National Geographic Inspires Young Explorers at The Big Bang Science Fair

Photo of National GeographicNational Geographic’s STEM Playground at The Big Bang Science Fair.
National Geographic

National Geographic captured the imaginations of young British scientists at this year’s Big Bang Science Fair, the United Kingdom’s largest STEM (Science, Technology, Engineering and Mathematics) showcase for young people.

Spread over four days, from March 13-16, The Big Bang Science Fair featured live talks, workshops, installations, exhibits, games, career advice and, of course, a science fair competition.

As a sponsor, National Geographic was able to showcase much of its content and products, and provided several experts to answer questions and offer career advice to young attendees. As part of the main stage, where all of the talks and awards presentations took place, National Geographic ran several videos, featuring the "Planet or Plastic?" initiative and several Nat Geo Explorers.

“We’re thrilled to have welcomed National Geographic to this year’s Big Bang Science Fair. This important partnership allowed the fair to continue to be a great source of STEM inspiration for young people and gives visitors, their teachers and parents an amazing opportunity to get hands-on with a wide range of activities, workshops and shows. Through National Geographic, young people could engage in meaningful career conversations with professionals, all designed to bring classroom learning to life and inspire the next generation of scientists and engineers."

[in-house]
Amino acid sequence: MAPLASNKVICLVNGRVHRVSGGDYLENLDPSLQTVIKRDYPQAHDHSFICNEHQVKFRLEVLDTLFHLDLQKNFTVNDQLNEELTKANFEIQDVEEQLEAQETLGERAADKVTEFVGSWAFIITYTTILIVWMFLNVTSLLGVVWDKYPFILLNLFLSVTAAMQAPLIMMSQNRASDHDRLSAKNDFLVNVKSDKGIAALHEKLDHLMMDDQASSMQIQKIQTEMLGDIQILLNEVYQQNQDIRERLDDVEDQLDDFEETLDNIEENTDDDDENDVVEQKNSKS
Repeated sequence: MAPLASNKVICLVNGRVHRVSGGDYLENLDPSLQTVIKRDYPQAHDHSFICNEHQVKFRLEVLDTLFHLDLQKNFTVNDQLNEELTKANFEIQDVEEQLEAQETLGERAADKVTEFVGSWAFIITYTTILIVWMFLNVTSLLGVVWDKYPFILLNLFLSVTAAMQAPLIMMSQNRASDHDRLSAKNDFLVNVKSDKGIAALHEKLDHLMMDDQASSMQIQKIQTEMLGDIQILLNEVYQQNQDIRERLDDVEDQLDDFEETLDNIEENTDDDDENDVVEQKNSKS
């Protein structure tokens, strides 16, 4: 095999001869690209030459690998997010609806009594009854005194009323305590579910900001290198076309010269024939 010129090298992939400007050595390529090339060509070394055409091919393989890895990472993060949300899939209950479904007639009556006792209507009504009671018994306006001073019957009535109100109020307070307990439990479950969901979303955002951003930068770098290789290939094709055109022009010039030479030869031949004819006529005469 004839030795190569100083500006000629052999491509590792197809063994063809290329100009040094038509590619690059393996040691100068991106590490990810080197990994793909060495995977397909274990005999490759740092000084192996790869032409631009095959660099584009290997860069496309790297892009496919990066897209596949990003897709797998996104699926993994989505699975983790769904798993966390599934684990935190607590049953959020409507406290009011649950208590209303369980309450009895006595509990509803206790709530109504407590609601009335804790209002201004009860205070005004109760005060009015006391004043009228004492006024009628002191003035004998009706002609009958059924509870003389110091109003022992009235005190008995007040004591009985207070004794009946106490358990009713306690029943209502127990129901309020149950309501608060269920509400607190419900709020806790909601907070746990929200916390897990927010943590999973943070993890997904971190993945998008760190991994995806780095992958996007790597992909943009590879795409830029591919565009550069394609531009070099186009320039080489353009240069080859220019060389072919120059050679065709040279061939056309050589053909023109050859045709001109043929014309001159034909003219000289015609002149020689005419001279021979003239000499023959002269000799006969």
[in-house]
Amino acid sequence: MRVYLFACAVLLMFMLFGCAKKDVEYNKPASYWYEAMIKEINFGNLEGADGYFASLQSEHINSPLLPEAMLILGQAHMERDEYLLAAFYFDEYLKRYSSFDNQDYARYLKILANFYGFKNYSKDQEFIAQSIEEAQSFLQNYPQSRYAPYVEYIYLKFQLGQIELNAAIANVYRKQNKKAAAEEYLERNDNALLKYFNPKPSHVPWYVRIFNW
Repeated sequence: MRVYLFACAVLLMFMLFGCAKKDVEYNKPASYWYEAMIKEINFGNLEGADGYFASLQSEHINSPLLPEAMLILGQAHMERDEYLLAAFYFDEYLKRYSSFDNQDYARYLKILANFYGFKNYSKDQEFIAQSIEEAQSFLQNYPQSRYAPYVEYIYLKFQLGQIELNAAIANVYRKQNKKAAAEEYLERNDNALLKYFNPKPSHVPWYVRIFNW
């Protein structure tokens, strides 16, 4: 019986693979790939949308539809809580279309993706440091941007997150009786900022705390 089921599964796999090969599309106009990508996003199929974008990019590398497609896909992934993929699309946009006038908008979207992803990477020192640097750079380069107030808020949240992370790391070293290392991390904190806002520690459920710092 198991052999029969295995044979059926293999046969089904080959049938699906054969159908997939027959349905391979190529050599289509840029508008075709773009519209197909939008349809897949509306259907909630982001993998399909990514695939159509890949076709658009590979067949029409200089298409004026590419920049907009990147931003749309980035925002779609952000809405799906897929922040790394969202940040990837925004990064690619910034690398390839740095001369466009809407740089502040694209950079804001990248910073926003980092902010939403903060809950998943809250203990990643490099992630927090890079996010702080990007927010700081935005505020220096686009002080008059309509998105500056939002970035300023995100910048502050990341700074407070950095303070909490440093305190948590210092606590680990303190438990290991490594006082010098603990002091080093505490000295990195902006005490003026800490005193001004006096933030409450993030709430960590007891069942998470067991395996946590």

Philip McShane, Head of Big Bang UK

To engage visitors further, National Geographic built the STEM Playground, a hands-on play area that proved hugely popular with younger festival-goers. Visitors learned about code-breaking, took a personality quiz to find out what kind of explorer they were, experimented with microscopes, got messy in the Slime Workshop and had fun with volcano sets and excavation kits.

This year over 80,000 people visited the fair, including 62,000 young people, 8,000 parents and 4,500 teachers.